5 years ago the first all female anti-poaching unit was created to combat wildlife crime, particularly rhino poaching, in the greater Kruger National Park in north eastern South Africa. They go by the name of the Black Mambas.
The idea behind the Black Mambas is inspirational but the women themselves - from local communities, which are frequently poor and disadvantaged - are my absolute heroines. These women through peaceful means, have caused poaching rates to fall to by 76% and bushmeat by 78%.
As many of you will know, poaching of African wildlife particularly elephants and rhinos was the motivation behind my first children’s book and so these ladies have a special place in my heart!
SO I’m delighted that today we’re joined by one of these amazing women - Lewyn Maefala - who heads up their community environmental education programme ‘Bush Babies’. Her enthusiasm is infectious and we had such a laugh over some of the stories of life as a Black Mamba but there are some harrowing stories too.
We talk about.........
How the Black Mambas are effective in the war against poaching even though they are unarmed.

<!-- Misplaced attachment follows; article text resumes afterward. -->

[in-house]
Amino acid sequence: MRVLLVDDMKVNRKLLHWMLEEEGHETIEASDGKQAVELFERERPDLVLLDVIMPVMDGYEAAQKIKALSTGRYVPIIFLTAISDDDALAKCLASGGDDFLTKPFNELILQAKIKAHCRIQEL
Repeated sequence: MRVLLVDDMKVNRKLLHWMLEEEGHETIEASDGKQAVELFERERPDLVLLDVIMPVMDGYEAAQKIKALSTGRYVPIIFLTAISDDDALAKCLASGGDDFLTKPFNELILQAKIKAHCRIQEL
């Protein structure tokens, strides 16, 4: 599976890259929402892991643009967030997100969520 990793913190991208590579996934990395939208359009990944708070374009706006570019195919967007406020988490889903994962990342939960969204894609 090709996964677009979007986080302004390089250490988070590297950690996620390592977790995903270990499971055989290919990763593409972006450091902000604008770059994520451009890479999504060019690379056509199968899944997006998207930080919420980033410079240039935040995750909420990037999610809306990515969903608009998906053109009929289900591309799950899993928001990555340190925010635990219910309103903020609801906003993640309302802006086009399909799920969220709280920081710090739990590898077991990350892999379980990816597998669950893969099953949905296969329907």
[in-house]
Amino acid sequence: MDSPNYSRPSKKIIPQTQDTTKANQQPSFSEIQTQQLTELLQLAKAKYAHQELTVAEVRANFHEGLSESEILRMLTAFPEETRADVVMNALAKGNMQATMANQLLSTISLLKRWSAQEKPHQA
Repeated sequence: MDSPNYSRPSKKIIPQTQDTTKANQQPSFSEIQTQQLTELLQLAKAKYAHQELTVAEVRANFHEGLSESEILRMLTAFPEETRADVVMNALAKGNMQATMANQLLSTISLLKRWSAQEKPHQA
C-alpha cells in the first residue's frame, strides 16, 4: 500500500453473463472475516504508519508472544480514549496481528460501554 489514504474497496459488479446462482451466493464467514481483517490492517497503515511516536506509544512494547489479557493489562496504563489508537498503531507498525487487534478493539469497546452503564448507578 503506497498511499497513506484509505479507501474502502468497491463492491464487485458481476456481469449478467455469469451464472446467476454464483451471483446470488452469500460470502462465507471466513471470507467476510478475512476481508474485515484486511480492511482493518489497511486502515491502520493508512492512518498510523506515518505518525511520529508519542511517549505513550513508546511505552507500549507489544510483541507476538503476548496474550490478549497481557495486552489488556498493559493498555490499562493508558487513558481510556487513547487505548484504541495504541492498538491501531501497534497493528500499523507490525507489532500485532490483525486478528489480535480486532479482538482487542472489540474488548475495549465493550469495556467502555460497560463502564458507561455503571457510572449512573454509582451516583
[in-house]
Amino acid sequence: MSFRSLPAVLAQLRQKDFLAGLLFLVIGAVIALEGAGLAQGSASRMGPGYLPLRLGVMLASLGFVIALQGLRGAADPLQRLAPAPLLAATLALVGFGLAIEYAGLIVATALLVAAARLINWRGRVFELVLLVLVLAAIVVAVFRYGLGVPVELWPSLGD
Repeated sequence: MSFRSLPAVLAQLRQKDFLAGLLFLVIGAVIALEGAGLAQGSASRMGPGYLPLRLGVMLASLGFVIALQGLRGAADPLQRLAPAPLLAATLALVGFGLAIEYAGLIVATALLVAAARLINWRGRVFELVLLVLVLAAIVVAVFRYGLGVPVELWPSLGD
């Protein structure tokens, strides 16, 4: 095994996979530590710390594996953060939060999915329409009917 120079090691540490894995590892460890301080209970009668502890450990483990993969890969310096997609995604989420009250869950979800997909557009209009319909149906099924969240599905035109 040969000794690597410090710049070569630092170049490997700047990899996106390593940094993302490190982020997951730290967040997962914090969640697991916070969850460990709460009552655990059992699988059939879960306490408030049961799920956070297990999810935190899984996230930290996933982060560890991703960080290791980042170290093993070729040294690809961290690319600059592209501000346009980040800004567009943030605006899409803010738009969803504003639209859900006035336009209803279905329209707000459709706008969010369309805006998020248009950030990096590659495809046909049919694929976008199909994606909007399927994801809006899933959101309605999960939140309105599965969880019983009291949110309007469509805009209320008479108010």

Being chased by lions.
How you stop the children of poachers from growing up to become poachers themselves.
Changing the traditional African attitudes about women.
And wildlife heroes.
The publishing of this podcast episode ties in with the New York WILD Film Festival (media partners of Twig.fm) which begins today and runs till the 25 February. A documentary about the Black Mambas is one of the finalists! This is fantastic film festival so please check it out.
I’m now busy packing up a box of my children's books (“The Disappearing Tusks”) for Lewyn to use in her classrooms :)
For the show notes please visit www.wilderkids.org